However, always remember that quality assurance teams need some time to get familiar with the requirements and to prepare their lists of tests and checklists. This will help them to approach the testing in a more coherent and efficient way. You also need to think about leaving time for the bugs to be fixed. If you leave the testing too late you could be in a situation where you need to consider pushing your launch date back, so bringing your testers in early enough is really important.

Glyn: What is a test plan and why is it important?

Axana: A test plan is simply a document that outlines the agreement between the client and the testing team. It sets out clear expectations around what is being tested, what the scope is, where it will be tested and what different tools we’re using.

When we do rapid testing or agile testing, sometimes there is no time to set out a full test plan, but it’s really important to still have clear agreements. There is no such thing as being finished with testing. We can only stop testing. That means that we need to agree on what needs to happen for us to stop. It comes down to a business decision around the value of testing. We can keep going and keep finding very small, perhaps insignificant bugs, but we need to weigh up the value and find a good balance between ensuring the application is usable and bringing value for money.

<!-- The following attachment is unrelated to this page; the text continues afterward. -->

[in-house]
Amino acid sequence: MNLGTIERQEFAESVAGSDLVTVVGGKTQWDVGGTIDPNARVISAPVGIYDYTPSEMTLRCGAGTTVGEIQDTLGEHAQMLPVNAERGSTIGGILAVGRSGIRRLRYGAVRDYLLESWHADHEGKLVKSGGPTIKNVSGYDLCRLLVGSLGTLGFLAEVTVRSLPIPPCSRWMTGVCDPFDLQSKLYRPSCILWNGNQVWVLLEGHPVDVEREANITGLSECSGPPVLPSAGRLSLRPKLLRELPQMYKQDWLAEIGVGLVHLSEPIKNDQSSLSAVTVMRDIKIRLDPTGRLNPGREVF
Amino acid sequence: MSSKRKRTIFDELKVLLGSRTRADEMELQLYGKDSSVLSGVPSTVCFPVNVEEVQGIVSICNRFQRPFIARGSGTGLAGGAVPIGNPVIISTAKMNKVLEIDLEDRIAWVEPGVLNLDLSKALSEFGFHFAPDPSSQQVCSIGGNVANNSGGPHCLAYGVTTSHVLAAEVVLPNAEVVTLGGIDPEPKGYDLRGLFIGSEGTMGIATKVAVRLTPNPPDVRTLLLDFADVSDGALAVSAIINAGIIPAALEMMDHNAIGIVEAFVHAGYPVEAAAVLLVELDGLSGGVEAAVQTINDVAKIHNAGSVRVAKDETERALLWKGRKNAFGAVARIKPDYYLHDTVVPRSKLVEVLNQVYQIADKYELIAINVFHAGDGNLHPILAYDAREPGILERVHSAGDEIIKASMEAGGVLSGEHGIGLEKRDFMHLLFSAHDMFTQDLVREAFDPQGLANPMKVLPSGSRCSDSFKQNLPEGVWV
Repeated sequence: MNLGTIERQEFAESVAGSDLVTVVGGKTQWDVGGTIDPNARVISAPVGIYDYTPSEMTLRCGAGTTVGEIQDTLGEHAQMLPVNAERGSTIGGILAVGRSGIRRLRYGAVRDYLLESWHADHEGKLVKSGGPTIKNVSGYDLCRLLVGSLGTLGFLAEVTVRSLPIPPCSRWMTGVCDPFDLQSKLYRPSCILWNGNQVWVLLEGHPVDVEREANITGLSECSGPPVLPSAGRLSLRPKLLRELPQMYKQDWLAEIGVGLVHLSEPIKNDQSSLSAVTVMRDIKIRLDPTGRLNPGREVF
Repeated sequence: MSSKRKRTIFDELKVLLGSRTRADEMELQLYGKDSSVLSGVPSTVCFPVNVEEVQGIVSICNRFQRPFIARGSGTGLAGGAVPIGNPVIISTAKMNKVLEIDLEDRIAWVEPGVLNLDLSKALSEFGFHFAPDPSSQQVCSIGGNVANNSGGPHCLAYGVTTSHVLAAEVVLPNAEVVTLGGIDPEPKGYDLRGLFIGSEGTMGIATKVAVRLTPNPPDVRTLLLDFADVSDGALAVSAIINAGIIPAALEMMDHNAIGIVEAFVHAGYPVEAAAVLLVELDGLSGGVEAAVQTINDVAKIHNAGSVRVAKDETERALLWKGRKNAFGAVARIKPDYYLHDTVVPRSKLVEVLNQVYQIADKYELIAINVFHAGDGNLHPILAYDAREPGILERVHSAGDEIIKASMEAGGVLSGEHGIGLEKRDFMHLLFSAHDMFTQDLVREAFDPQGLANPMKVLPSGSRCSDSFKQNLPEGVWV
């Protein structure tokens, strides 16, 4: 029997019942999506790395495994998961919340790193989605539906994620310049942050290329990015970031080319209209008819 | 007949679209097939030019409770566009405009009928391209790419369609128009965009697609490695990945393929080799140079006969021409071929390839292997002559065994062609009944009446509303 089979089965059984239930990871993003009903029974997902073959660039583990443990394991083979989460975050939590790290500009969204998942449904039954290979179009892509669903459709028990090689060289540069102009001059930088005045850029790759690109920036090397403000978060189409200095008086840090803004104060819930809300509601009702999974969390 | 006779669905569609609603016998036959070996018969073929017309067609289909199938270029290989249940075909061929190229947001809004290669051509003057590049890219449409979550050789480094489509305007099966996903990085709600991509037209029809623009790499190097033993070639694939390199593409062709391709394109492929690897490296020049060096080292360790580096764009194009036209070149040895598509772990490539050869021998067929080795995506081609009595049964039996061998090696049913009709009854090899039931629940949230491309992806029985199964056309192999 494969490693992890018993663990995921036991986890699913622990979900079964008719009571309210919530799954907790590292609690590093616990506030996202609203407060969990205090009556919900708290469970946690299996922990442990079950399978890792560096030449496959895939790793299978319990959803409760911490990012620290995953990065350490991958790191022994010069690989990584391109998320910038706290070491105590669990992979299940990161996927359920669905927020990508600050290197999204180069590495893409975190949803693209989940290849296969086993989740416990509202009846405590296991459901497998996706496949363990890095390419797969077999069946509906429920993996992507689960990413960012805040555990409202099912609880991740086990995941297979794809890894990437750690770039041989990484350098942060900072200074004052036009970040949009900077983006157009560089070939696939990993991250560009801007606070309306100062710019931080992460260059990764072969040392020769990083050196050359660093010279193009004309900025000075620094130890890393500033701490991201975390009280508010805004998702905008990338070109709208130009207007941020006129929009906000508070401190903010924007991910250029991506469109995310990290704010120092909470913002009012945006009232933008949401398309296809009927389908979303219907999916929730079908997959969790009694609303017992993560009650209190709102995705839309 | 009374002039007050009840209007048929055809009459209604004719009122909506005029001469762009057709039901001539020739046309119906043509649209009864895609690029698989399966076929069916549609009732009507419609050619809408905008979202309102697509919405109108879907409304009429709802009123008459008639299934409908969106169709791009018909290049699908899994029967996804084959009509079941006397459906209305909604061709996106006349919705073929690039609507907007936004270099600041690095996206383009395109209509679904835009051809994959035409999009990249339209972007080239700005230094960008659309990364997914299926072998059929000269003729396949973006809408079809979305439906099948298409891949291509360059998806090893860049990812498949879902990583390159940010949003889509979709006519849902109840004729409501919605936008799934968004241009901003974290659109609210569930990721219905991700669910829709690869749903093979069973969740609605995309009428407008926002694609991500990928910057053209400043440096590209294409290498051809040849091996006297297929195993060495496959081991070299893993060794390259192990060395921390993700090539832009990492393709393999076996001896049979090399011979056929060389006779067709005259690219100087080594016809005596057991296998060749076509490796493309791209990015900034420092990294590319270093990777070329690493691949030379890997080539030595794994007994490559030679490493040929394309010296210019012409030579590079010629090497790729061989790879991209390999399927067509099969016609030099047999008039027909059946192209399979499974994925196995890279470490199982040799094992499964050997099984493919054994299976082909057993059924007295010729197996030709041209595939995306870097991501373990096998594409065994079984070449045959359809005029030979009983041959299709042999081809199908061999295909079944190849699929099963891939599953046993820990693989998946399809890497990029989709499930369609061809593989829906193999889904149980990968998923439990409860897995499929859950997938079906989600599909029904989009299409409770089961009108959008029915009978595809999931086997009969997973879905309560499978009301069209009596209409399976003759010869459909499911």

We also need to agree on what to do if critical flaws or errors are found. Do we stop all other tests or do we continue? Finally, it’s useful to agree on a handover and documentation plan. How will we document the testing we have done?

Just like the testing itself, when we create a test plan we ask a lot of ‘what if’s’ and we come to an agreement that weighs up the value of quality assurance against the cost.